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Current Religious News and Events

Current Religious News and Events, Religious News Articles.
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Religious hospitals often fail to supply adequate family planning training
Nearly half of all Catholic and other religious hospitals fail to comply with required abortion and family planning training for obstetrics and gynecology residents, putting women at potential risk, according to a new study from the University of Colorado Anschutz Medical Campus (2019-09-19)
Economists find mixed values of 'thoughts and prayers'
Christians who suffer from natural and human-caused disasters value thoughts and prayers from religious strangers, while atheists and agnostics believe they are worse off from such gestures. (2019-09-16)
Religion associated with HPV vaccination rate for college women
A survey of female college students finds 25% had not been vaccinated for HPV and religion may be a contributing factor. (2019-08-19)
Uncovering the roots of discrimination toward immigrants
Immigrants are often encouraged to assimilate into their new culture as a way of reducing conflict with their host societies, to appear less threatening to the culture and national identity of the host population. (2019-07-29)
Islamic values play a significant role in the travel decisions of Muslim tourists
Islamic values are just as important as the destination, quality and value for money for Muslims when choosing a holiday destination, according to a new study by the University of Portsmouth. (2019-06-24)
Ancient pots from Chinese tombs reveal early use of cannabis as a drug
Chemical analysis of several wooden braziers recently excavated from tombs in western China provides some of earliest evidence for ritual cannabis smoking, researchers report. (2019-06-12)
Why parents should teach their kids to give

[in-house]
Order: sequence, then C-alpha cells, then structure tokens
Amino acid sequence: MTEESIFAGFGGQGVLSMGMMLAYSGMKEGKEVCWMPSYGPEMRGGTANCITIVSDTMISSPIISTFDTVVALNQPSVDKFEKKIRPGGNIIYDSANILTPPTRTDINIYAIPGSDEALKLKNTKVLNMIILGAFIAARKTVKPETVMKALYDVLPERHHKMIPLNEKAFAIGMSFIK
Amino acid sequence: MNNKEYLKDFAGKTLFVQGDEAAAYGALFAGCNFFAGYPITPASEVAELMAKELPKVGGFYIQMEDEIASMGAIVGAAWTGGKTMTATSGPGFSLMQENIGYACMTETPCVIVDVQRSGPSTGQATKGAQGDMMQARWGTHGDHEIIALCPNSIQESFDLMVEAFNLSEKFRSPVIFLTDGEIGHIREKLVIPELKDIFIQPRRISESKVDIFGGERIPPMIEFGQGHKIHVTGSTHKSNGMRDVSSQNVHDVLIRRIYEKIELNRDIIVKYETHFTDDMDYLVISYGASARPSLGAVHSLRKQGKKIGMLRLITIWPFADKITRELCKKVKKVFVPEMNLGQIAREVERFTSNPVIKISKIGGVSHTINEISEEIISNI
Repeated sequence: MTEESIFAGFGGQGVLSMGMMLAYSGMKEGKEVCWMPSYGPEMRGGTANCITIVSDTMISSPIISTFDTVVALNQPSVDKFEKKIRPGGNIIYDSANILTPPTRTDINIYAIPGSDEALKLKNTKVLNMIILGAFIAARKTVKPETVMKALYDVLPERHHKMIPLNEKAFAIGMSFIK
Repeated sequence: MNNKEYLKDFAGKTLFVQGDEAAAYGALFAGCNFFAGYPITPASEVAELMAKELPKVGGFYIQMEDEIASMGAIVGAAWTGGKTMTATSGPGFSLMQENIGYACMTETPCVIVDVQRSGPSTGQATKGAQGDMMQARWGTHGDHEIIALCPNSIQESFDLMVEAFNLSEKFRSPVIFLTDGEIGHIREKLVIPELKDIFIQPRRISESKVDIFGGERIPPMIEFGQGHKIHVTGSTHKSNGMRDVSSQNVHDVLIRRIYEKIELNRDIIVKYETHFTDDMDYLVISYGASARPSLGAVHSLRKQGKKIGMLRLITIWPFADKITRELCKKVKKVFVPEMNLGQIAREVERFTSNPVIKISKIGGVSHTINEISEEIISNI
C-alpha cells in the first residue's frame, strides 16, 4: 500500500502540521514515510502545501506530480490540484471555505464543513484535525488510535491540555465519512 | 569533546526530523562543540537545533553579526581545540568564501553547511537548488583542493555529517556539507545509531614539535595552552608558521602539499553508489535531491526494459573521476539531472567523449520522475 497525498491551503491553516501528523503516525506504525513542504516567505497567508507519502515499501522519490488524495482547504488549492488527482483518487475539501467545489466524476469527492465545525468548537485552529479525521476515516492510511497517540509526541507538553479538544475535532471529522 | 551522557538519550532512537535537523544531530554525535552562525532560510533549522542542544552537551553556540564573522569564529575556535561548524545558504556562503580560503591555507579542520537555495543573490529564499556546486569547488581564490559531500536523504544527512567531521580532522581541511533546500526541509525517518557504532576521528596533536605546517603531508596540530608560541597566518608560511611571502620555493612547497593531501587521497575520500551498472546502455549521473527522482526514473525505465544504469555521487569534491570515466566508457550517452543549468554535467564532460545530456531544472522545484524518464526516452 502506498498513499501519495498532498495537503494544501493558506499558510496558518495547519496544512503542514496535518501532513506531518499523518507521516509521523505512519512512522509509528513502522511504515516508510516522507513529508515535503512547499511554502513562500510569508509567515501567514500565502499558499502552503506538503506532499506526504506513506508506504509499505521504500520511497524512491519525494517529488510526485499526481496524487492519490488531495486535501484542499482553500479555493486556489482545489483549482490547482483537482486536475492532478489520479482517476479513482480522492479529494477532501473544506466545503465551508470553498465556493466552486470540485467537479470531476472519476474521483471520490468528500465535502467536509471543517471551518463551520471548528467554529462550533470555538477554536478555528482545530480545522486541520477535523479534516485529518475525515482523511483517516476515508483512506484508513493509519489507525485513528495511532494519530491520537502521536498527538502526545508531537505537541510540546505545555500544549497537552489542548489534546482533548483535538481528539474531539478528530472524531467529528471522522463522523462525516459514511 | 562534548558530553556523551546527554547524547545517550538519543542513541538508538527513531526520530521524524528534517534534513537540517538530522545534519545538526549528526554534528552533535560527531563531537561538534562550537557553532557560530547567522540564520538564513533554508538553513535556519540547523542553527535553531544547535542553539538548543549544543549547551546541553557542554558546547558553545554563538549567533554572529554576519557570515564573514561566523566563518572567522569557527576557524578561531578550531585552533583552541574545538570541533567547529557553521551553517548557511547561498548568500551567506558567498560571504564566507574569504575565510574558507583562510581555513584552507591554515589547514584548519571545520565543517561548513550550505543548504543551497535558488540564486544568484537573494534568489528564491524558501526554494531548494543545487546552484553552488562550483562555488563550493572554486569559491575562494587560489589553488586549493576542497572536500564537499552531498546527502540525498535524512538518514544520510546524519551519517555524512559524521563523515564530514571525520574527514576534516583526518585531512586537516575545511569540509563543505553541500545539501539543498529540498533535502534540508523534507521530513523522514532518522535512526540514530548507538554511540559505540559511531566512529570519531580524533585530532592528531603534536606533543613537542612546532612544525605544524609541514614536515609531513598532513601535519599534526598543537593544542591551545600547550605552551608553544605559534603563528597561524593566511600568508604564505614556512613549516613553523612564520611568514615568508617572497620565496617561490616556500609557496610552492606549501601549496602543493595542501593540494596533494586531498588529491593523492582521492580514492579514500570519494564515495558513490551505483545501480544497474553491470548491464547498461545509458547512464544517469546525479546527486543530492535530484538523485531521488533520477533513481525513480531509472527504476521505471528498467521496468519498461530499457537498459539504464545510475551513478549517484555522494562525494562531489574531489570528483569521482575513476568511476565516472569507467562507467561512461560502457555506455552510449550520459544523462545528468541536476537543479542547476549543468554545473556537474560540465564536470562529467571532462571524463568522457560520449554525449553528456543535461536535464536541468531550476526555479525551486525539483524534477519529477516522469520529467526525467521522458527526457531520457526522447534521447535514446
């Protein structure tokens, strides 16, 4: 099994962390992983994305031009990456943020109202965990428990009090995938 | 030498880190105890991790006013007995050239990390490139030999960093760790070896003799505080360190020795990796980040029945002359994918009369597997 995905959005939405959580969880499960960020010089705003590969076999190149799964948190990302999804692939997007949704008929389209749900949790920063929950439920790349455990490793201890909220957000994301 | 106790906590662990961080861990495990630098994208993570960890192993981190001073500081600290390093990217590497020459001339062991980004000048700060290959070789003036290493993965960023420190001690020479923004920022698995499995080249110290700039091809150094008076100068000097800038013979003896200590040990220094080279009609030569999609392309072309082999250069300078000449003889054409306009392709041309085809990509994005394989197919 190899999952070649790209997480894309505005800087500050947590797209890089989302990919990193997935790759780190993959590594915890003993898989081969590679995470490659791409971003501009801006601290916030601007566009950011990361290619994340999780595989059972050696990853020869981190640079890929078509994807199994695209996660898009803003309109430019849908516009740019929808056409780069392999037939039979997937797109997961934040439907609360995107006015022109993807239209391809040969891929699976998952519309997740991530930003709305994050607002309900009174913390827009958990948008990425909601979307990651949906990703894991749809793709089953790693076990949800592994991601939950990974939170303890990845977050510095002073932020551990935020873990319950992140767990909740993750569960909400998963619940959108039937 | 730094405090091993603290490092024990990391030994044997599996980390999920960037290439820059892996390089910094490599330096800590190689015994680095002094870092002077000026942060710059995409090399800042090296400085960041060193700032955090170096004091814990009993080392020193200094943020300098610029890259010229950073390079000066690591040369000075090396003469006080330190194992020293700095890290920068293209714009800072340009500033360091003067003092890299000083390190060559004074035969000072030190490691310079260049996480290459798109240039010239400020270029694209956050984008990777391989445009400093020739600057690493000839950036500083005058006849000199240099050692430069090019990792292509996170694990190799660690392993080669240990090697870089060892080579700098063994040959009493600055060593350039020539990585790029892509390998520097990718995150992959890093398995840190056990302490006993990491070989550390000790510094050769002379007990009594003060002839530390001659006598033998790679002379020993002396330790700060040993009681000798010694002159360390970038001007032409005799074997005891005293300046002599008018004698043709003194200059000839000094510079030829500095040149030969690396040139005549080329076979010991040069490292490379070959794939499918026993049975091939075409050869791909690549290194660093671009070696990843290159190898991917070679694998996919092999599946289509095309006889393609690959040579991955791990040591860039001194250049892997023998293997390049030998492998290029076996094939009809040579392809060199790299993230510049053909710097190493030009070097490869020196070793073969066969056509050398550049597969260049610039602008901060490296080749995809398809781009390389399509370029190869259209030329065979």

Teaching children how to appropriately give money away can help them develop valuable financial skills such as budgeting, and it may also contribute to their well-being later in life, according to a study led by the University of Arizona. (2019-05-28)
Initially threatened by change, people adapt to societal diversity over time
With time, people can adapt to societal diversity and actually benefit from it, according to a study led by researchers at Princeton University and the University of Oxford. (2019-05-23)
Meditation needs more research: Study finds 25% suffer unpleasant experiences
More than a quarter of people who regularly meditate have had a 'particularly unpleasant' psychological experience related to the practice, including feelings of fear and distorted emotions, a UCL-led study has found. (2019-05-09)
Regenstrief, IU Health study helps chaplains provide proactive care to families in crises
A new model developed and implemented by the Regenstrief Institute and Indiana University Health provides chaplains with a framework to deliver better care to families and other surrogate decision makers during health emergencies. (2019-04-30)
New in the Hastings Center Report, March-April 2019
The federal right-to-try law's effect on the FDA, the gamification of science, how the Conscience and Religious Freedom Division is changing health care, and more in the latest issue. (2019-04-25)
Experiences of 'ultimate reality' or 'God' confer lasting benefits to mental health
In a survey of thousands of people who reported having experienced personal encounters with God, Johns Hopkins researchers report that more than two-thirds of self-identified atheists shed that label after their encounter, regardless of whether it was spontaneous or while taking a psychedelic. (2019-04-23)
Power to the people: How everyday acts of defiance can shape and change markets
Subtle, hidden and everyday acts of resistance and defiance by people with limited resources could have an impact on markets in societies where state and religion is all-powerful. (2019-04-15)
People with a sense of oneness experience greater life satisfaction